I’ve always considered myself to be a pretty decisive person; headstrong, a ‘do-er’, not one to mess around. But when it comes to my kids and making decisions about them, it seems I’ve become a bit of a wet lettuce.
Recently, we had to make yet another choice when it comes to childcare. Despite having gone through four nurseries between our two daughters, and me not requiring childcare due to working flexibly, the time had come to decide whether to move the mouse from her current setting (a five mornings a week nursery) on to a more structured, new, environment at her sisters primary school Nursery.
Despite deep down knowing that the move was for the best, it still took me weeks of procrastination, agonising over every single angle, discussing with every person who I could bore to tears over it, and having sleepless nights questioning what is the right thing to do.
Such black and white decisions, so small fry in the grand scheme of things, and yet so monumental in their making.
Last week when pushed with a request for a monetary retainer for Septembers nursery space, I bit the bullet and made a decision. We thanked the nursery for all their hard work and care for our daughter and let them know she would be moving on in July, ready to start nursery at school alongside her sister in September. And yet, despite my A4 page of explanation, apologies and grateful gushing, now I’m already wondering why I got in such a state about it all anyway? The physical process of cementing that decision has suddenly eliminated all the worry, and I feel sure it’s the right thing to do, for many reasons I won’t bore you with.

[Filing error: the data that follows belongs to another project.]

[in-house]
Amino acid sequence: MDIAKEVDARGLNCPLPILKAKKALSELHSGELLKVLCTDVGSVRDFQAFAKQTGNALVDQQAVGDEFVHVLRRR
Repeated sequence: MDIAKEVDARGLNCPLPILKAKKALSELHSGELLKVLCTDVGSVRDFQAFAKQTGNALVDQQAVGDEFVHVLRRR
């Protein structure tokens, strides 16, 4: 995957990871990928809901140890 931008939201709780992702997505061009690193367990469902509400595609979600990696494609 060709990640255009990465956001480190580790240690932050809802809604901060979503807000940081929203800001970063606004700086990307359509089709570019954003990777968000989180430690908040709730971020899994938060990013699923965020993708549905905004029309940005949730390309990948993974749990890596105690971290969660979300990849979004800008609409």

I suppose when it comes to our kids, and their welfare, as parents we put huge pressure on ourselves to do what’s best for them. And sometimes, that isn’t always clear. With a wealth of choices and options laid out before us, sometimes it’s hard to see the wood for the trees, and we get wrapped up in the emotional sides of a decision. Will they be happier here or there, will it cause them distress, will they do better where they are, what if the new chapter pans out badly? Will we offend anyone, and will that come back to bite us? It started right at the very beginning with every trip to the baby clinic, looking for answers and directions but being given a push to make my own decisions for my baby, who I knew best. The message was clear from those very early days, no one can make decisions about your children for you. (Although sometimes, wouldn’t it be nice if they could?!)
What I have learnt, is that life with children is always a moving target. Nothing stays stationary for long and there is always another decision, change or milestone around the corner ready to knock your current quandary right out of the ball park.
Only time will tell if we have made the right decision, but past experience tells me it’s more than likely we’ll never even stop to question it, we’ll be far too busy worrying about something else.